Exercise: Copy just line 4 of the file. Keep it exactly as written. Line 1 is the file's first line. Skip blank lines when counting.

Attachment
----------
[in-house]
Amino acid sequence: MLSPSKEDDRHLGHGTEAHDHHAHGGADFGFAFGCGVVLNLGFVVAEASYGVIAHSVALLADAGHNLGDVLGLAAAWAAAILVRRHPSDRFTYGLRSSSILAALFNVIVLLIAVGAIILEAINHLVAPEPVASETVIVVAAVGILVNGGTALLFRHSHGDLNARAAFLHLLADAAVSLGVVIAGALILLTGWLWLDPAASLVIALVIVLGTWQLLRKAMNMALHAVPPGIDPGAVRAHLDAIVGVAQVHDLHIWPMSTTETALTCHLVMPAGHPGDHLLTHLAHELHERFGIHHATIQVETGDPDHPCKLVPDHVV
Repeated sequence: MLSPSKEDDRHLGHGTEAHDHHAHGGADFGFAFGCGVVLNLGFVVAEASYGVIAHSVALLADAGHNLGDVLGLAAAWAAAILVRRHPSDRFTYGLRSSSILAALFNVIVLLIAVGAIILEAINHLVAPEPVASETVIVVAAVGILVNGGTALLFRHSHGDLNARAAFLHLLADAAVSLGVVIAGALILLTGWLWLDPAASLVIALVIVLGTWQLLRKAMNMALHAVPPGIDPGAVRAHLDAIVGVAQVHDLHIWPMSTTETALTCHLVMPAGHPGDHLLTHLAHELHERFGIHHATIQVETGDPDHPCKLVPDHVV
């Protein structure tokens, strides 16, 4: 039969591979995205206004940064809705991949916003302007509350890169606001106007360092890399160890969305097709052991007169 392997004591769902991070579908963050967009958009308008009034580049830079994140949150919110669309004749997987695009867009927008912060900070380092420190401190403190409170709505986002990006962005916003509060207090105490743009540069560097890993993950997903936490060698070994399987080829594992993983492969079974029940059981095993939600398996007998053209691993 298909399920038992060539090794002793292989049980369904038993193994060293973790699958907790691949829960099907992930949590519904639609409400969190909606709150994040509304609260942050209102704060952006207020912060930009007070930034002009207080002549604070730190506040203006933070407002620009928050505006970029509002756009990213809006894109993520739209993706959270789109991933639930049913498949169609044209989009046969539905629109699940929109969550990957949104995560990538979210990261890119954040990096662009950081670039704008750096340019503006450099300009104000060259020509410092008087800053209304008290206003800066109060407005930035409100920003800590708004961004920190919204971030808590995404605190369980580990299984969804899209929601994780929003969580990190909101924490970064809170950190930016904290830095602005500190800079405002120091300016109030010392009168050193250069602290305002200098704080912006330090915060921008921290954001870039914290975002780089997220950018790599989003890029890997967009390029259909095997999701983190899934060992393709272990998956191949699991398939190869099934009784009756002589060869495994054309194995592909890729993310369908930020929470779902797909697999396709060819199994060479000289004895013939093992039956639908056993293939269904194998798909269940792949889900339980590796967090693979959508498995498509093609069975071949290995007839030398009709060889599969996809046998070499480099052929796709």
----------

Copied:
């Protein structure tokens, strides 16, 4: 039969591979995205206004940064809705991949916003302007509350890169606001106007360092890399160890969305097709052991007169 392997004591769902991070579908963050967009958009308008009034580049830079994140949150919110669309004749997987695009867009927008912060900070380092420190401190403190409170709505986002990006962005916003509060207090105490743009540069560097890993993950997903936490060698070994399987080829594992993983492969079974029940059981095993939600398996007998053209691993 298909399920038992060539090794002793292989049980369904038993193994060293973790699958907790691949829960099907992930949590519904639609409400969190909606709150994040509304609260942050209102704060952006207020912060930009007070930034002009207080002549604070730190506040203006933070407002620009928050505006970029509002756009990213809006894109993520739209993706959270789109991933639930049913498949169609044209989009046969539905629109699940929109969550990957949104995560990538979210990261890119954040990096662009950081670039704008750096340019503006450099300009104000060259020509410092008087800053209304008290206003800066109060407005930035409100920003800590708004961004920190919204971030808590995404605190369980580990299984969804899209929601994780929003969580990190909101924490970064809170950190930016904290830095602005500190800079405002120091300016109030010392009168050193250069602290305002200098704080912006330090915060921008921290954001870039914290975002780089997220950018790599989003890029890997967009390029259909095997999701983190899934060992393709272990998956191949699991398939190869099934009784009756002589060869495994054309194995592909890729993310369908930020929470779902797909697999396709060819199994060479000289004895013939093992039956639908056993293939269904194998798909269940792949889900339980590796967090693979959508498995498509093609069975071949290995007839030398009709060889599969996809046998070499480099052929796709």